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Detail from Wrongly (2016) by Aung Myint, acrylic on canvas, 152.5 x 152.5 cm. The Myanmar artist’s third solo exhibiition at Hong Kong’s Karin Webber Gallery in Central opens on June 11. Photo: Karin Weber Gallery/Aung Myint

Myanmar artist Aung Myint’s evolving style on show in Hong Kong exhibition

  • To convey the human condition without offending Myanmar’s censors, Aung Myint had to adapt; he abandoned colours when they were parsed for political meaning
  • His third solo exhibition at the Karin Weber Gallery includes early and recent works that reflect Myanmar’s changing political situation

The love affair between Hong Kong’s Karin Weber Gallery and art from Myanmar is a long and respectful one that spans a quarter of a century.

“When [gallery owner] Karin Weber went to Myanmar 25 years ago she fell in love with the art there,” says Leena Gidwani, director South Asian art at the gallery. “Back then the country was a closed place so she wanted to bring the art to a wider audience – not just Hong Kong but a global audience.”

In 2003 – and again in 2007 – the gallery hosted “Mother and Child”, a series of paintings by Aung Myint, one of the pioneers of Myanmar’s avant-garde art scene. He is also co-founder of The Inya Gallery of Art, a creative space established in the country’s then capital city, Yangon, in 1989 in response to the pro-democracy movement that started on August 8, 1988, and which the military violently put down by opening fire on protesters and jailing thousands.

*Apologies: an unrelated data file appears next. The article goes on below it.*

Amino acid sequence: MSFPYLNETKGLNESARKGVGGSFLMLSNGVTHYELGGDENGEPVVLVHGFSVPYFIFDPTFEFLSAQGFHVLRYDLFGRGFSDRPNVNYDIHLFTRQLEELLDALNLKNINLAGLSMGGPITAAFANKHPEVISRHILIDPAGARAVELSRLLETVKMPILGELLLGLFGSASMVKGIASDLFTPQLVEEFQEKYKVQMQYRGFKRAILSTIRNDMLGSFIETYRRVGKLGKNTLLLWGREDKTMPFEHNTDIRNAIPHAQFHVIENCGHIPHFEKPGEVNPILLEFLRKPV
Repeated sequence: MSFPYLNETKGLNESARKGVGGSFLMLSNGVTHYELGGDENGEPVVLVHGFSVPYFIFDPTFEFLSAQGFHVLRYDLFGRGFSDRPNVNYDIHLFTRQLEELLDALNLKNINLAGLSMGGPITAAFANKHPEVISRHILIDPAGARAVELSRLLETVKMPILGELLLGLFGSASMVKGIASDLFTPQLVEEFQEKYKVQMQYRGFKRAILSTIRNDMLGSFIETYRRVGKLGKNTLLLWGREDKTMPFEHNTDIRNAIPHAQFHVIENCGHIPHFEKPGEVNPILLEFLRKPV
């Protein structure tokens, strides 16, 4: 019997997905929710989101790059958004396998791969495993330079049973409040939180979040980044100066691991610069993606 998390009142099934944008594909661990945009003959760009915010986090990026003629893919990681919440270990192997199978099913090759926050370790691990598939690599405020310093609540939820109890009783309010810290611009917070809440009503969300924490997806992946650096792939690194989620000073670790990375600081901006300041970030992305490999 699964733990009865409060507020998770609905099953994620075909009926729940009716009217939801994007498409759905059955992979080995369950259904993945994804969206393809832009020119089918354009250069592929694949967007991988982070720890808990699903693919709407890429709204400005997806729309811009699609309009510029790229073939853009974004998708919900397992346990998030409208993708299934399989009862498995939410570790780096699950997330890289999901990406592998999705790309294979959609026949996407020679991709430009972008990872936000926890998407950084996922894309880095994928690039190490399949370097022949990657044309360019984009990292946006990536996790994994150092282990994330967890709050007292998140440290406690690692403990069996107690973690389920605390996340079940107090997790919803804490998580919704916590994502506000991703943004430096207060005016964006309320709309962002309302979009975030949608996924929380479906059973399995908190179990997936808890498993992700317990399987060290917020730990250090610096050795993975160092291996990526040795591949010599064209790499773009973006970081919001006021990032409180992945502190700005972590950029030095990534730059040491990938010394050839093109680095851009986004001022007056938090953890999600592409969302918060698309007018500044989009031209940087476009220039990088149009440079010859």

The collaboration continues today with the artist’s third solo exhibition, “Aung Myint: A New Era, 1995-2021”, to be held at the gallery in Central from June 11 to July 9.

The Truth is the Truth (1999( by Aung Myint, acrylic on canvas, 84 x 84 cm,. Photo: Karin Weber Gallery/Aung Myint
The Blue (2017) by Aung Myint, acrylic on canvas, 122 x 92 cm. Photo: Karin Weber Gallery/Aung Myint

Featuring 15 paintings – most from Aung Myint’s personal collection – the body of work reflects his evolving style over a long career as well as Myanmar’s changing political landscape and its strict censorship laws.

Born in 1946, Aung Myint says his age has also shaped his current style. “I just create something that I have in mind in the way that my body can follow. I just let it flow as my mind goes. Everything becomes without intention. If you create abstract art, everything has to become natural with no intention.”

Artist Aung Myint. Photo: Aung Myint

Like many experimen­tal artists of his generation, Aung Myint was main­ly self-taught, discovering modern art such as abstraction, Impressionism and cubism through books, films and magazines that infiltrated the isolationist borders of then-socialist Burma (1962-1988).

Featured in this exhibition is a self-portrait, Expression #2, which shows Aung Myint’s shift to lines, colour and forms, and how he found alternative ways to convey the human condition without offending the censors.

The show also includes paintings from his award-winning “Mother and Child” series that present a shift to black, a change made after state censors scanned his work to see if colour was being used as a political protest.

Mother & Child (2021), Aung Myint, acrylic on paper on canvas, 91.4 x 121.9cm. Photo: Karin Weber Gallery/Aung Myint

“Aung Myint: A New Era, 1995-2021” is at Karin Weber Gallery, 20 Aberdeen Street, Central, from June 11 to July 9. For further details, call 2544 5004.